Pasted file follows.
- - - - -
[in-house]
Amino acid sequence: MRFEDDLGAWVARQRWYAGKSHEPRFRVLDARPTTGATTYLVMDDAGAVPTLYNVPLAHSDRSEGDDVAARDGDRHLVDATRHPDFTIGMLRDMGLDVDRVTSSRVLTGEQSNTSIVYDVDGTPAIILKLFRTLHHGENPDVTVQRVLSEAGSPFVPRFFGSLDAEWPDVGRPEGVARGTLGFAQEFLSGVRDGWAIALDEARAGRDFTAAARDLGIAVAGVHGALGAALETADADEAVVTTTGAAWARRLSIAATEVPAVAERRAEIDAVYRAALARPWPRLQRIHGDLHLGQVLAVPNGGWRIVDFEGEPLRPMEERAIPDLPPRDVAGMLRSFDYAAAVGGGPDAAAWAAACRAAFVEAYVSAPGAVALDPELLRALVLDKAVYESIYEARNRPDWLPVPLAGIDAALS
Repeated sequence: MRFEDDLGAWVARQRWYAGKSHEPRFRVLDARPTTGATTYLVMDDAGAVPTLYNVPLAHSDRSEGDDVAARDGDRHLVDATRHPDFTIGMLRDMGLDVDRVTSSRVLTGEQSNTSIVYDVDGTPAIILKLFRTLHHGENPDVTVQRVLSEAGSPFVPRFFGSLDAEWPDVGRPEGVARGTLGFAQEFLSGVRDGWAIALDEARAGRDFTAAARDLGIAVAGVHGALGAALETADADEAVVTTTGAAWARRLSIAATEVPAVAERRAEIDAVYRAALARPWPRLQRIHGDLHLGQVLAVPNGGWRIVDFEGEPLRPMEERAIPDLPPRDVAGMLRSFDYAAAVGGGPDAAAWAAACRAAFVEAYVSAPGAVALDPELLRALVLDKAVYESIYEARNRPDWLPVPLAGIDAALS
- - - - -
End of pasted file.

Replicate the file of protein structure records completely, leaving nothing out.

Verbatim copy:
[in-house]
Amino acid sequence: MRFEDDLGAWVARQRWYAGKSHEPRFRVLDARPTTGATTYLVMDDAGAVPTLYNVPLAHSDRSEGDDVAARDGDRHLVDATRHPDFTIGMLRDMGLDVDRVTSSRVLTGEQSNTSIVYDVDGTPAIILKLFRTLHHGENPDVTVQRVLSEAGSPFVPRFFGSLDAEWPDVGRPEGVARGTLGFAQEFLSGVRDGWAIALDEARAGRDFTAAARDLGIAVAGVHGALGAALETADADEAVVTTTGAAWARRLSIAATEVPAVAERRAEIDAVYRAALARPWPRLQRIHGDLHLGQVLAVPNGGWRIVDFEGEPLRPMEERAIPDLPPRDVAGMLRSFDYAAAVGGGPDAAAWAAACRAAFVEAYVSAPGAVALDPELLRALVLDKAVYESIYEARNRPDWLPVPLAGIDAALS
Repeated sequence: MRFEDDLGAWVARQRWYAGKSHEPRFRVLDARPTTGATTYLVMDDAGAVPTLYNVPLAHSDRSEGDDVAARDGDRHLVDATRHPDFTIGMLRDMGLDVDRVTSSRVLTGEQSNTSIVYDVDGTPAIILKLFRTLHHGENPDVTVQRVLSEAGSPFVPRFFGSLDAEWPDVGRPEGVARGTLGFAQEFLSGVRDGWAIALDEARAGRDFTAAARDLGIAVAGVHGALGAALETADADEAVVTTTGAAWARRLSIAATEVPAVAERRAEIDAVYRAALARPWPRLQRIHGDLHLGQVLAVPNGGWRIVDFEGEPLRPMEERAIPDLPPRDVAGMLRSFDYAAAVGGGPDAAAWAAACRAAFVEAYVSAPGAVALDPELLRALVLDKAVYESIYEARNRPDWLPVPLAGIDAALS